UPA abandons Ganga, squanders Rs 170 crore
New Delhi, November 21, 2013: On June 19, 2013 the Ministry of Environment and Forest
(MoEF) sanctioned Rs 170 crore through National Ganga River Basin Authority while approving a project for
developing the riverfront of the Ganga at Patna. The Bihar Government
would contribute another Rs 72 crore. Believe it or not Rs.89 crore would go towards developing 20 /ghat/s excluding Gulvi/ ghat/ that would
consume another Rs 7.5 crore. Another Rs 87 crore towards building promenades and kiosks.
River beautification and riverfront development are municipal-level
projects with no bearing on the mission to clean the Ganga. Such projects are taking up a lionís share of central funds
meant for cleaning Ganga. On August 29, 2011 Varanasi got Rs 19 crore from
the Union Government for development of its ghats.
Previously in January 27, 2010 Bansberia a little-known town in West Bengal, got Rs 12 crore plus towards the
development of 15 ghats. Two days later Rs 14 crore was sanctioned for
upgrading Rabindranath Tagoreís Memorial Garden and expansion of Nimtola
Burning Ghat in Kolkata. On February 2, 2010, Rs 6.20 crore was given by
MoEF as 70 per cent of the cost of developing the riverfront in Howrah
The first three days of February, 2010 saw Rs. 35 crore riverfront development projects approved for townships in West Bengal. On February
22, 2011 the Centre provided Rs 26 crore to four more townships of West
Bengal Ė for riverfront development. On September 7, 2011 the neighbouring towns got Rs 20 crore more for the same purpose.
Majority of the projects completed by National Ganga River Basin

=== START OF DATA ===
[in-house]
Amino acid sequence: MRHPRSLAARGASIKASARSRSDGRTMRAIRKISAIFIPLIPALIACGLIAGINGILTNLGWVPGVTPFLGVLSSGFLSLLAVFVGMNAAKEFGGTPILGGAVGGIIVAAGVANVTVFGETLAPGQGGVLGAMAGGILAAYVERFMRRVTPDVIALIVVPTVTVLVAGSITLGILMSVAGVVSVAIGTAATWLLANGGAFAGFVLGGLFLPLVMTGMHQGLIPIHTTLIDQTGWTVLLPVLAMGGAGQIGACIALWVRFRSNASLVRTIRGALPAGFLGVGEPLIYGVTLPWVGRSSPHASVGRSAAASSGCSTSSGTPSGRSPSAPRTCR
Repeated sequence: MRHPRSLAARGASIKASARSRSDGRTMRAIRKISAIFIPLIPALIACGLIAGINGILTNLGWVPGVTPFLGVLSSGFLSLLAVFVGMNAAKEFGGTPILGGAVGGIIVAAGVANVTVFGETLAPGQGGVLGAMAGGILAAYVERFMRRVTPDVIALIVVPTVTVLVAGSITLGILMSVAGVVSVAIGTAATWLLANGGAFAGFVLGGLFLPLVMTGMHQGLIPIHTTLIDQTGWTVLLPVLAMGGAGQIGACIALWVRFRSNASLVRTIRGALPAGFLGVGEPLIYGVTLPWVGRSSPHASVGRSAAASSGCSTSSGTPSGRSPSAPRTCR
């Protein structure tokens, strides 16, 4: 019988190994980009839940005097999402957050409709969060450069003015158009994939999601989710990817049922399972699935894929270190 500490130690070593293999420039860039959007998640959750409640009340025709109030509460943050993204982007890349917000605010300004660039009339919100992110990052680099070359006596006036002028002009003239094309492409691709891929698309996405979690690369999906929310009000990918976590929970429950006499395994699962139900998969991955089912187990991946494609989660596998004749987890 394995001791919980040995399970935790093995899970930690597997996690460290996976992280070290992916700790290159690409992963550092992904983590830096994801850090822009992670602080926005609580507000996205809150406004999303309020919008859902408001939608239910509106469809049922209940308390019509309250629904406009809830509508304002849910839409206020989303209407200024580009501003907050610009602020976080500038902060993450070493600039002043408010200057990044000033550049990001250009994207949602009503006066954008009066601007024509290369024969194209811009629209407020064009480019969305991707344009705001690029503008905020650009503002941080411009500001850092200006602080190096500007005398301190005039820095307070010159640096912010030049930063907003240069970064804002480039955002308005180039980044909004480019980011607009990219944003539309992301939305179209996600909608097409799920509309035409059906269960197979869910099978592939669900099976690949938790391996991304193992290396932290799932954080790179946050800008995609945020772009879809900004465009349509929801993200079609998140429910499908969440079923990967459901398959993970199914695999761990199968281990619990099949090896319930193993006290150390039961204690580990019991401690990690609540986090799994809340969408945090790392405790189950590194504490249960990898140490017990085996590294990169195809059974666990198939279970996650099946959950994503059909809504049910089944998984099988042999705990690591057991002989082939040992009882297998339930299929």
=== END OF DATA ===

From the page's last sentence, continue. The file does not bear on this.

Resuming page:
Authority pertain to riverfront development. Most of these are in West
Bengal. There seems little effort to salvage the Ganga on its most polluted stretch in Uttar Pradesh especially between Kanpur and
Patna. In April, 2011 sewage treatment worth Rs 94 lakh was approved
for Farrukhabad Rs 2.20 crore for Patna and Rs 1.38 crore for Allahabad
Lesser priority is assigned to essentials than non-essentials, giving
lie to the UPA Governmentís claims of pursuing clean Ganga mission
To keep the Ganga clean it is necessary to maintain the optimal water
flow in the river. But the policy of erecting big dams in the eco-sensitive zone of Uttarakhand has resulted in stifling the flow of
the Ganga. The diminished flow of Ganga is hardly conducive to keeping
the river clean. But only Rs 5.68 lakhs was sanctioned to IIT-Roorkee for studying the cumulative impact of Hydro Power Projects
in Bhagirathi and Alaknanda Basin.
On June 19, 2013 the Central Pollution Control Board was also given Rs
163 crore in two slots for strengthening the environmental regulator and
monitoring water quality for the Ganga. Source:niticentral.com